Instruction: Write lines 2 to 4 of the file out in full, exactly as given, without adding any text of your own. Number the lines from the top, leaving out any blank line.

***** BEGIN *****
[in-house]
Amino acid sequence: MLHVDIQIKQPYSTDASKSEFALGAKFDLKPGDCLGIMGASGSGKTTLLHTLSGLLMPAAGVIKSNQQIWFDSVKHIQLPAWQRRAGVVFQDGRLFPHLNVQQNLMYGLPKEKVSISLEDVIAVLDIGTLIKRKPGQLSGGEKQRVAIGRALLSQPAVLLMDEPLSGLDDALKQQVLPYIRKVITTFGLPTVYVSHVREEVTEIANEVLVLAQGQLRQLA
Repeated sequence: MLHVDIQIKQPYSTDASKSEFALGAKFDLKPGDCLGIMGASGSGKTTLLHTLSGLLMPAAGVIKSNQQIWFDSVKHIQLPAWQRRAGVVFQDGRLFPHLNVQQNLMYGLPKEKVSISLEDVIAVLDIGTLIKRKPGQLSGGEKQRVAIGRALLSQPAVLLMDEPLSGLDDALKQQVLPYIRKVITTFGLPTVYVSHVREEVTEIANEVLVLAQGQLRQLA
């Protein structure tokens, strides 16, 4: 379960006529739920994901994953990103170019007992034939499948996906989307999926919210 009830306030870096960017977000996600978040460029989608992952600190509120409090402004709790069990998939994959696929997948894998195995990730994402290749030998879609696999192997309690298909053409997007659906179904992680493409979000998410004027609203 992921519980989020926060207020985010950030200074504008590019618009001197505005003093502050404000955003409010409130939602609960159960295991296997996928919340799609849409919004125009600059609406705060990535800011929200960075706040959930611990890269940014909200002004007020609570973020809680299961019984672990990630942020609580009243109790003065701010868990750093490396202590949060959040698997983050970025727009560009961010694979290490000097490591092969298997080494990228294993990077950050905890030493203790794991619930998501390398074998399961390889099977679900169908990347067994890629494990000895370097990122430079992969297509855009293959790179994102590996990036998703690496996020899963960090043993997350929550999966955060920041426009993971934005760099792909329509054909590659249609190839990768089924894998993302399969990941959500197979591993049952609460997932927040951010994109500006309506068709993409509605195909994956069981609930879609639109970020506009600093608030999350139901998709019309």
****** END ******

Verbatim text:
Amino acid sequence: MLHVDIQIKQPYSTDASKSEFALGAKFDLKPGDCLGIMGASGSGKTTLLHTLSGLLMPAAGVIKSNQQIWFDSVKHIQLPAWQRRAGVVFQDGRLFPHLNVQQNLMYGLPKEKVSISLEDVIAVLDIGTLIKRKPGQLSGGEKQRVAIGRALLSQPAVLLMDEPLSGLDDALKQQVLPYIRKVITTFGLPTVYVSHVREEVTEIANEVLVLAQGQLRQLA
Repeated sequence: MLHVDIQIKQPYSTDASKSEFALGAKFDLKPGDCLGIMGASGSGKTTLLHTLSGLLMPAAGVIKSNQQIWFDSVKHIQLPAWQRRAGVVFQDGRLFPHLNVQQNLMYGLPKEKVSISLEDVIAVLDIGTLIKRKPGQLSGGEKQRVAIGRALLSQPAVLLMDEPLSGLDDALKQQVLPYIRKVITTFGLPTVYVSHVREEVTEIANEVLVLAQGQLRQLA
């Protein structure tokens, strides 16, 4: 379960006529739920994901994953990103170019007992034939499948996906989307999926919210 009830306030870096960017977000996600978040460029989608992952600190509120409090402004709790069990998939994959696929997948894998195995990730994402290749030998879609696999192997309690298909053409997007659906179904992680493409979000998410004027609203 992921519980989020926060207020985010950030200074504008590019618009001197505005003093502050404000955003409010409130939602609960159960295991296997996928919340799609849409919004125009600059609406705060990535800011929200960075706040959930611990890269940014909200002004007020609570973020809680299961019984672990990630942020609580009243109790003065701010868990750093490396202590949060959040698997983050970025727009560009961010694979290490000097490591092969298997080494990228294993990077950050905890030493203790794991619930998501390398074998399961390889099977679900169908990347067994890629494990000895370097990122430079992969297509855009293959790179994102590996990036998703690496996020899963960090043993997350929550999966955060920041426009993971934005760099792909329509054909590659249609190839990768089924894998993302399969990941959500197979591993049952609460997932927040951010994109500006309506068709993409509605195909994956069981609930879609639109970020506009600093608030999350139901998709019309």